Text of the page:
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Knight Frank India, a real estate advisory, recently released the third edition of its half-yearly report on the real estate sector in India, in which it analysed the performance of residential and office markets in major cities in the first half of 2015. It also released its Real Estate Sentiment Index for the April-June quarter of 2015, along with Federation of Indian Chambers of Commerce and Industry. Both, the report and the index, indicate that there is a substantial decrease in demand and supply in the residential segment. Shishir Baijal, chairman and managing director of Knight Frank India shares his views on the prevailing conditions in the real estate market.

What is your take on the prevailing demand in the residential housing segment?

Residential real estate market is muted all over India. Compared with the first half of the previous year, the current year has been more drastic, both in terms of demand from homebuyers or project launches—both are substantially down. This is one of those times when perhaps supply has fallen faster than demand. However, this is also good news as it will bring down unsold inventory.

Why is the demand low?

There are two types of demand: investor demand, and end-user demand. If you look at investor demand, property is not their primary choice anymore. This is due to muted price appreciation, high level of unsold inventory, and the fact that there are other more lucrative financial instruments to choose from. Earlier, there weren’t any options as the equity market was not performing.

You are now left with only end-users in the market. The end-users consider two things when buying a property. One, it must be affordable, and two, they have to be confident that the product will get completed in time. So, at present, in some cases, people are finding it unaffordable—not only in terms of price points, but also interest rate and other aspects, which are too high to be in the range that they want.

People are also wary of developers, and are buying only from those developers that complete projects on time and deliver quality.

Does that indicate a demand-supply mismatch?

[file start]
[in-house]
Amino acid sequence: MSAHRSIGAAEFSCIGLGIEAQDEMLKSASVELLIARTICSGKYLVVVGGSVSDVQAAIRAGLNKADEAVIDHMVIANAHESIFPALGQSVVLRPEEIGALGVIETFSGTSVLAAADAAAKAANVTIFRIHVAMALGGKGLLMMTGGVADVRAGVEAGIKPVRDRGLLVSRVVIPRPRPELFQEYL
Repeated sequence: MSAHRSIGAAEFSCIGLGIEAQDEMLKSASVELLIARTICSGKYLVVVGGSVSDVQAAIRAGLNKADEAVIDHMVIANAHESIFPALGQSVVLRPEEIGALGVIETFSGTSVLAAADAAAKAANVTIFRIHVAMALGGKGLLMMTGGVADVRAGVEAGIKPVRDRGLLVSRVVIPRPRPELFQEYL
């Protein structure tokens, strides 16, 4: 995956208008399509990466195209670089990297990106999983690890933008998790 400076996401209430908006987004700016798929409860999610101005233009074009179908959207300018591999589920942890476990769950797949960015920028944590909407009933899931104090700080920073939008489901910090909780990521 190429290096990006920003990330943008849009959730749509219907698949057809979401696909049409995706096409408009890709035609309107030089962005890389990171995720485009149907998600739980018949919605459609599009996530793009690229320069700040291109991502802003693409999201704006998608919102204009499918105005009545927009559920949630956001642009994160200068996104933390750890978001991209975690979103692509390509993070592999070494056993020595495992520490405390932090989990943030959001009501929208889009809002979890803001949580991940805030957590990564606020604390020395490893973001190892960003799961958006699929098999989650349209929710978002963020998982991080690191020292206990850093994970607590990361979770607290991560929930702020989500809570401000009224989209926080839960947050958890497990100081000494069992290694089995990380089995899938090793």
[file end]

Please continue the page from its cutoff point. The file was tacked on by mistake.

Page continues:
Absolutely. That is the reason why unsold inventory has reached such high levels. It is also why, for the first time in six months, demand has exceeded supply. This has two outcomes. One, of course, is the fact that unsold inventory will come down. Developers have held back their launches to get unsold inventory out—which is a good thing to do. However, in the future, for a healthy business, this cannot continue. You need to have more projects launched, and reduce the inventory through higher demand. Currently, supply has come down drastically and demand, instead of picking, has also come down, but not in the same proportion as supply. This is bringing down inventory. Though I do wish that demand and supply were going up instead.

There has been a slowdown in the sector for a while now and we have been hearing about falling demand and price corrections. However, real estate prices hardly ever fall. Why is that so?

Here, too, there is a mismatch because people are finding it unaffordable (to buy). Theoretically, if prices come down, perhaps the demand can increase. But I’m not sure if developers have any leeway left now for reducing prices. This is because input cost has increased quite a lot over the past few years— be it cost of labour, construction and material, or even the historical cost of land itself, which is very high. It does not look like there is any scope left for a serious correction in prices. The sector may continue to get some amount of sops, but any big correction can be ruled out.

Project delays are a serious cause of concern for home buyers. The average delay in handing over the project has gone beyond 2-3 years. What impact will this trend have on demand?

People are now reluctant to buy based on construction plans. This is because they don’t know if the project will take off; there is uncertainty regarding project completion. And even after completion, people are doubtful of getting occupancy certificates so that they can move in. This is why the price points and demand for projects from developers with good track records are increasing.

The real estate bill [Real Estate (Regulation and Development) Bill, 2013] will put a lot of onus on developers to ensure that they deliver what they promise. Because of the penal provision, if they fail to do so, the bill empowers buyers to take this (delay) into account.

What is your outlook for the real estate sector, especially residential, for the next decade?

We have seen some tough times over the past year or so, and this is likely to continue for some time. It’s a falling knife and you don’t know at what stage it will hit the bottom. However, in the long term, there will be a turnaround.

There is a substantial shortage of housing in the country. There is pent up demand, and the economy is growing strong. Over a period, hopefully with things getting sorted out at the Centre and once reforms actually start taking place, growth should touch double digits. India can then become the most favoured investment destination for foreign investors. The long-term story is positive; it’s a question of how we handle the short-term blips, and the problem of short-term blips has become quite severe. We will have to see how it gets resolved over the next year or two.

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